Thin film solar power expected to be new driver for economy

By Zhang Ye China can build portable new energy into an industry with global comparative edges as a means to boost growth and reduce pollution, the head of a ­Chinese renewable energy giant said on Monday.

The country’s generation of thin film solar power, a portable new energy, would be worth over 8 trillion yuan ($1.28 trillion) within three years, three or five times the country’s automobile industry, Li Hejun, CEO of Hanergy Holding Group and a member of the National Committee of the Chinese People’s Political Consultative Conference, said on Monday during the ongoing two sessions.

Li made a proposal to fast-track the portable energy industry, and said it would become a new growth point for China’s economy.

Flexible and lightweight thin film photovoltaic technology is expected to be a convenient way of charging devices such as phones and electric cars with the use of solar energy, in line with the country’s clean energy strategy.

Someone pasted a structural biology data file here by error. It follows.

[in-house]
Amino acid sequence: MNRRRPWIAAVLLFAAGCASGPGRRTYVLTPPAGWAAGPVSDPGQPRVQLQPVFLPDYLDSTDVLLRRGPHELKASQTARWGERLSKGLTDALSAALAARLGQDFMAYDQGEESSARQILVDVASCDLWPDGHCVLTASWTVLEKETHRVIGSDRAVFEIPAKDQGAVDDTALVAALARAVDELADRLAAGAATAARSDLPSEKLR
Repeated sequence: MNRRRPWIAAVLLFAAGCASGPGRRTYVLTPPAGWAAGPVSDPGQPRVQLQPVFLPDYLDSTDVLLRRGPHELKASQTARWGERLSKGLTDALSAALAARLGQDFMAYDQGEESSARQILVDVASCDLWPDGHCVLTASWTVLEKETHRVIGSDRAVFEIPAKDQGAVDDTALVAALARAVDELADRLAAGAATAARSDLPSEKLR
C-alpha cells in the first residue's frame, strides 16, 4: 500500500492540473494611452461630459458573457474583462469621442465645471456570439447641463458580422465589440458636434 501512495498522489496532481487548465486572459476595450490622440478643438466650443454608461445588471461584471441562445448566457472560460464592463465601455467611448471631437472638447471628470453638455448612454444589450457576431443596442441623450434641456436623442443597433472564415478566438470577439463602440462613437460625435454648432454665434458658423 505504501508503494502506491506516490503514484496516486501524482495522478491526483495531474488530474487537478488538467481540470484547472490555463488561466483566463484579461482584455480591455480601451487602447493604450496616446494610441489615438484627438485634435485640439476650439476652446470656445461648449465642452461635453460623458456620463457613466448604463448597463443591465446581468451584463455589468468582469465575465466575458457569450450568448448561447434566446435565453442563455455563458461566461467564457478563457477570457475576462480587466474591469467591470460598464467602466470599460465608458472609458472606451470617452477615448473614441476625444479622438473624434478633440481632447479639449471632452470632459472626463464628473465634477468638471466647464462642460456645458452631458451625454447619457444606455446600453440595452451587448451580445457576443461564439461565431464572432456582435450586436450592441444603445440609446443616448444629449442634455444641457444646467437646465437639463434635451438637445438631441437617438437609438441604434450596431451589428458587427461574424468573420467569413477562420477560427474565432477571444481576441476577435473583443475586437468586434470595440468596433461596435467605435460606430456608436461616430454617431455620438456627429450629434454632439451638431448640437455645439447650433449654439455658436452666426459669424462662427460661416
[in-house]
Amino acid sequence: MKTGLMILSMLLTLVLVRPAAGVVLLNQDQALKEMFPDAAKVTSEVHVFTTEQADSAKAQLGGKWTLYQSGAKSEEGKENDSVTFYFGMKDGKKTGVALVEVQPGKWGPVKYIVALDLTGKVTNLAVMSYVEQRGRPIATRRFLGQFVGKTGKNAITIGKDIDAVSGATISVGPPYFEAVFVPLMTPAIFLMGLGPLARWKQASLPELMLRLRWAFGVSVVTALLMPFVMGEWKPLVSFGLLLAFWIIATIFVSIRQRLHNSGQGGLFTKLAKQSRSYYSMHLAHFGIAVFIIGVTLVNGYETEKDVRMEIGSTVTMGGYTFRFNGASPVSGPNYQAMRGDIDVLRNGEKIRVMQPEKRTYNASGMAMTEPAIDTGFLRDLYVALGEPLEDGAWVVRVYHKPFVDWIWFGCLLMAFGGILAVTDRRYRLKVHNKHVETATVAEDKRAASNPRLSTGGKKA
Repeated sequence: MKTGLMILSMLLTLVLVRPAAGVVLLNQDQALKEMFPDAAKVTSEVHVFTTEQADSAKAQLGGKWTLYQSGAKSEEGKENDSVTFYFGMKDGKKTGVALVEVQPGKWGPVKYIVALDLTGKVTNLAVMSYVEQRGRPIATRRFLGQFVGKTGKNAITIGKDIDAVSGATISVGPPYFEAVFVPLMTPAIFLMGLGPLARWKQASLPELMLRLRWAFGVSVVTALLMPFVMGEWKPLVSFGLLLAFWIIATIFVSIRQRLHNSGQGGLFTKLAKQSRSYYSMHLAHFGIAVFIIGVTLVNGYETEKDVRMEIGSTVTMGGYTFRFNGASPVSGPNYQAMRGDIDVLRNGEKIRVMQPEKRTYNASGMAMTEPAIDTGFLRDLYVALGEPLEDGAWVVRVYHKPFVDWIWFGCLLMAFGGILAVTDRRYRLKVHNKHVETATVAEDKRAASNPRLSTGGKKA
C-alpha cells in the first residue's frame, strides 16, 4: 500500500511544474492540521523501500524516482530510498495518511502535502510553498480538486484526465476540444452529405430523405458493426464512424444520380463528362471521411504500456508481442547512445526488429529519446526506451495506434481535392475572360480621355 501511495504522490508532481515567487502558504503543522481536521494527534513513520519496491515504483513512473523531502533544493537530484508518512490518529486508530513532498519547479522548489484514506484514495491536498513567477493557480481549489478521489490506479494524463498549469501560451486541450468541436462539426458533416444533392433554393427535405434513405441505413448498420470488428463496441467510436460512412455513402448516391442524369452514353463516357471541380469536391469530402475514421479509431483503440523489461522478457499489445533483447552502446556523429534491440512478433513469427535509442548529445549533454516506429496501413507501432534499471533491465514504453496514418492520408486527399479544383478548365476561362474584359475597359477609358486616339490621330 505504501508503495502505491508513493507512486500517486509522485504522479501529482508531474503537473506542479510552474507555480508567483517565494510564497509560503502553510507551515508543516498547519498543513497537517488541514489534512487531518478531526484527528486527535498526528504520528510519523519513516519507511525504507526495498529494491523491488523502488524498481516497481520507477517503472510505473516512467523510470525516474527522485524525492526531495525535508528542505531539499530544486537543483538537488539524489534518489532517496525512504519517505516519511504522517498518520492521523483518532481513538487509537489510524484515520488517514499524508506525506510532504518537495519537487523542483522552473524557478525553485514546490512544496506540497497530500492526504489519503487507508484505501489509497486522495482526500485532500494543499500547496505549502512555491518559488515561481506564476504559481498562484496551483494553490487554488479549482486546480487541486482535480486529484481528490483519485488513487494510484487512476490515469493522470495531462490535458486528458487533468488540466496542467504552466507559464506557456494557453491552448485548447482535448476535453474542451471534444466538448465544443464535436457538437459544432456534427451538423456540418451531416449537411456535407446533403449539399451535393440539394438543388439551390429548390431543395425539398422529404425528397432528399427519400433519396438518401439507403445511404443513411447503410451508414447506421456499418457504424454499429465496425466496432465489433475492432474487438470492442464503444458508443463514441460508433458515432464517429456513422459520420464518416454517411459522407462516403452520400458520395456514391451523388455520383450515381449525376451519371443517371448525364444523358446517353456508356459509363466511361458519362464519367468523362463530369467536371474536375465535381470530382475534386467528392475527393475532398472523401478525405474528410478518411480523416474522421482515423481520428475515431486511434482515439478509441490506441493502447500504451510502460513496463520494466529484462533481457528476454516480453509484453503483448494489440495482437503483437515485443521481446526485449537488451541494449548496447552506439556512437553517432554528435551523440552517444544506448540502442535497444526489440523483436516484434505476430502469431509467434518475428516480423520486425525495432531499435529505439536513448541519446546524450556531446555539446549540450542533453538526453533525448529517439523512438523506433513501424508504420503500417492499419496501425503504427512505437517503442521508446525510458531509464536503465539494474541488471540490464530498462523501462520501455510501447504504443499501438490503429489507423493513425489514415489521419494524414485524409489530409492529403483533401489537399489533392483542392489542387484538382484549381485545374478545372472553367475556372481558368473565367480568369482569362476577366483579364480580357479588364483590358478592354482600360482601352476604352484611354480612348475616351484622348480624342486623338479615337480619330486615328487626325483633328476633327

China plans to lift its use of non-fossil fuels, such as nuclear and renewable energy, to about 20 percent of the total by 2030

The outlook of thin film solar power, a new energy trend, can be promising, as countries around the world including China and the US are issuing aggressive support for the expansion of renewable energy, Zhao Zheng, a professor at Beijing Normal University and a green energy expert, told the Global Times Monday.

But Zhao said he believes that Li is too optimistic about the industry in China, which the professor said is still far from taking off, let alone becoming a new driver for the Chinese economy in the near future.

“The thin film photovoltaic ­technology, now only a concept in the lab, has not been widely applied at the consumer level, due to high costs and a cold market reception for new ­energy-powered products,” Zhao noted.

Analysts said that costs can be ­reduced, if more companies are willing to jump into the thin film solar power production, which needs government encouragement and incentives.(People’s Daily and Global Times)